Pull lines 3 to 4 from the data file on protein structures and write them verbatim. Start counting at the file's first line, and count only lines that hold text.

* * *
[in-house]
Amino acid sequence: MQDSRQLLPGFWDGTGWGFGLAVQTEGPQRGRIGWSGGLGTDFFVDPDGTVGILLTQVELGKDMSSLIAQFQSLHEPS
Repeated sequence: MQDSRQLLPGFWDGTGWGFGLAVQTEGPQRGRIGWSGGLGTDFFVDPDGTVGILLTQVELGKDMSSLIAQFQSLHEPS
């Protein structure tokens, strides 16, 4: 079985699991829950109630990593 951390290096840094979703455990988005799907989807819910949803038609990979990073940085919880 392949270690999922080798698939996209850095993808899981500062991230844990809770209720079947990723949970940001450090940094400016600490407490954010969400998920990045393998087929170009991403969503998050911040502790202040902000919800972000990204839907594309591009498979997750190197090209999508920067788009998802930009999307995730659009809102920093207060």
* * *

Repeated sequence: MQDSRQLLPGFWDGTGWGFGLAVQTEGPQRGRIGWSGGLGTDFFVDPDGTVGILLTQVELGKDMSSLIAQFQSLHEPS
């Protein structure tokens, strides 16, 4: 079985699991829950109630990593 951390290096840094979703455990988005799907989807819910949803038609990979990073940085919880 392949270690999922080798698939996209850095993808899981500062991230844990809770209720079947990723949970940001450090940094400016600490407490954010969400998920990045393998087929170009991403969503998050911040502790202040902000919800972000990204839907594309591009498979997750190197090209999508920067788009998802930009999307995730659009809102920093207060």